Long, long ago — try 1984 — on a network not so far away (ABC), Star Wars fans gathered around the TV to witness the next chapter in George Lucas’s beloved franchise. No, it wasn’t a long-lost Lando Calrissian spinoff or another terrifying Holiday Special. Instead, it was a feature-length family friendly adventure based around the furry woodland critters who had helped the Rebels defeat the Empire once and for all in Return of the Jedi. We’re talking, of course, about the Ewoks, who lived amongst the treetops on the Forest Moon of Endor and employed ingenious traps and other guerrilla tactics to combat Imperial troops and confused Jedi alike. Popular characters — and even more popular toys — with young audiences, Lucas saw the potential in giving the Ewoks their own adventure within the larger Star Wars universe.
Out of that initiative came the back-to-back TV movies Caravan of Courage: An Ewok Adventure, which premiered over Thanksgiving weekend in 1984, and Ewoks: The Battle for Endor, which aired the following November. Shot entirely in and around Lucas’s longtime Northern California stomping grounds in Marin County, both movies starred then 15-year-old actor Warwick Davis reprising his role as Wicket, the most prominent Ewok character featured in Jedi. In Caravan of Courage, Wicket helps reunite two young human children, Cindel (Aubree Miller) and Mace (Eric Walker), with their parents, who have been kidnapped by the evil Gorax. The Battle for Endor takes place roughly six months later, and Cindel and Warwick find themselves in peril once again when the Ewok village is attacked by a gang of Sanyassan Marauders.
Both Ewok films were produced by Thomas G. Smith, a writer, director, and visual effects expert, who ran Lucas’s world-renowned FX house, Industrial Light & Magic, from 1980 to 1984 and worked directly on Jedi, as well as such era-defining blockbusters as Raiders of the Lost Ark and Poltergeist. He later wrote the coffee table book, Industrial Light & Magic: The Art of Special Effects, which is filled with behind-the-scenes details and photos from the making of the Star Wars films. In this exclusive “as told to” account Smith provided to Yahoo TV, he offers a revealing glimpse into the production of the Ewoks television movies, recalling how the movies’ villains were created and the battles he faced with network censors at the time. Star Wars fans: Learn much from this story, you will.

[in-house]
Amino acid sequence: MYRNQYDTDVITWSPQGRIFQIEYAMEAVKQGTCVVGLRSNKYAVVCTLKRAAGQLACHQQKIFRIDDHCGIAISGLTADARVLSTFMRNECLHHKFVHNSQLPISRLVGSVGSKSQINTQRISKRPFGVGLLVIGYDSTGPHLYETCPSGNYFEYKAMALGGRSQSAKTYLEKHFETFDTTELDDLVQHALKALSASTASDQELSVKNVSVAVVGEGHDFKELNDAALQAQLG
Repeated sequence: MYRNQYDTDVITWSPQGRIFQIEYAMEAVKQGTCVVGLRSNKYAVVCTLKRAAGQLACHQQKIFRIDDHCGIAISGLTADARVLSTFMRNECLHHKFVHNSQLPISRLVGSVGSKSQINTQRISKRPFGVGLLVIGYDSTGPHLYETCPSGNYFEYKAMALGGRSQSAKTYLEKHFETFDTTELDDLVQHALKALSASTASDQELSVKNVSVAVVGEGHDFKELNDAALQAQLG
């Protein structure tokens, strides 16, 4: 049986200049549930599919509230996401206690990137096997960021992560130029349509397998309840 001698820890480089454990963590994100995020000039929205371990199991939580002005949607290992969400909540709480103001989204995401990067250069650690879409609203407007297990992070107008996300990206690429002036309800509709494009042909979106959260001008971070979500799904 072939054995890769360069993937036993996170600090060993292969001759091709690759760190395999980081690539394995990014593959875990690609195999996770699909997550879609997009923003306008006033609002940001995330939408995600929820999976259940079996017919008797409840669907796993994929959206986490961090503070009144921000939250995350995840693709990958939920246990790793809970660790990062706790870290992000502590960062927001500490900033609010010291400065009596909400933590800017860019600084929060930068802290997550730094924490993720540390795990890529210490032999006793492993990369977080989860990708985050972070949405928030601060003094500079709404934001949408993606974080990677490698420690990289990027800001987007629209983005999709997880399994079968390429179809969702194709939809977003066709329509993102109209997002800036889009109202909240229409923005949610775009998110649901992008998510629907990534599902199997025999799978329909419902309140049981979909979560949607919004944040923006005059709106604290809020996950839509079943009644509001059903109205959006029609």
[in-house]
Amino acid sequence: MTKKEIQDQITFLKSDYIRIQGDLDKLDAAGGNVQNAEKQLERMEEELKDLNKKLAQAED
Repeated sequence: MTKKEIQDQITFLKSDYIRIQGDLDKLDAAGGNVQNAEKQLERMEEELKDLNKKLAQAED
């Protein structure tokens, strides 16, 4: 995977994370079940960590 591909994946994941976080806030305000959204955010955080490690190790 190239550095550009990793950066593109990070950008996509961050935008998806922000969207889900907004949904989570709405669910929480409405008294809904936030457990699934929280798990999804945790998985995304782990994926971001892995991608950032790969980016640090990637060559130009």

Growing up in the 1950s, I was more interested in dramatic radio than I was in movies or TV. In fact, I took classes in radio when I entered Northwestern University. While I was a student, though, the medium died as a dramatic form, instead becoming a jukebox for music or a place for news and talk. Luckily, I took a film course my sophomore year and fell in love with making movies.
After a year of studying cinematography in France, followed by a stint in the Air Force, I landed a job producing and directing educational films for Encyclopedia Britannica. In 1977 — the same year Star Wars was released — I made a film about the Solar System for them that required a lot of visual effects, and that’s how I came to the attention of George Lucas and his company, Lucasfilm. When I saw Star Wars, I was blown away; the sound, music, and visual effects made the biggest impression on me. And of course the story was unlike anything I had ever seen. In 1979, George hired me to manage ILM, so I moved to Northern California in January 1980 arriving during the last four months of the production of visual effects for The Empire Strikes Back.
I managed ILM from 1980 to 1984, overseeing the effects work for films such as E.T., Raiders of the Lost Ark, Return of the Jedi, and Indiana Jones and the Temple of Doom. By the time we finished Temple of Doom, I had been doing visual effects for nearly five years, and told George that I would be leaving and looking for a film of my own to produce or direct. But he had an intriguing pitch for me. In the wake of Return of the Jedi, George was interested in making something for TV about the Ewoks, who made their debut in that movie. His aspirations were simple: He proposed a half-hour live action film for children and asked me if I’d be interested in producing it. In Jedi, the Ewoks had impressed me as a fanciful and amusing addition to the Star Wars saga, so I said that I was, and stepped down from my role as the head of ILM in order to devote my attention to producing.
Eric Walker and his Ewok co-stars embark on a big adventure in Caravan of Courage
After leaving ILM, I began shopping for a network that might be interested in airing such a production. ABC, CBS, and NBC all told me that a half-hour film didn’t interest them, although ABC said if we could fill a two-hour movie of the week slot, they’d be interested. So we went with them, and our canvas grew bigger. The little, half-hour project we had in mind was now a two-hour primetime TV movie. George conceived the story of the film that became Caravan of Courage: An Ewok Adventure with writer Bob Carrau, who wrote the shooting script. As far as I know, no consideration was given to using any other Star Wars theme characters such as Luke, Han, Leia, or Chewie. The film was intended to represent a standalone time and situation.
With the script in place, John Korty — a Marin County filmmaker and George’s longtime friend and neighbor — came onboard to direct. He was highly regarded by ABC and had won an Emmy in 1974 for directing the TV movie, The Autobiography of Miss Jane Pittman, starring Cicely Tyson. He also asked to be the Director of Photography, a dual job that’s rarely done on feature films. John worked as most TV directors do: He came in, shot the film, and moved on to another project after turning in a rough cut, and our long post production process dragged on. John would still drop in from time to time, but he was not as closely involved in post-production as George and I were.
Five-year-old Aubree Miller played Cindel in both Caravan of Courage and The Battle for Endor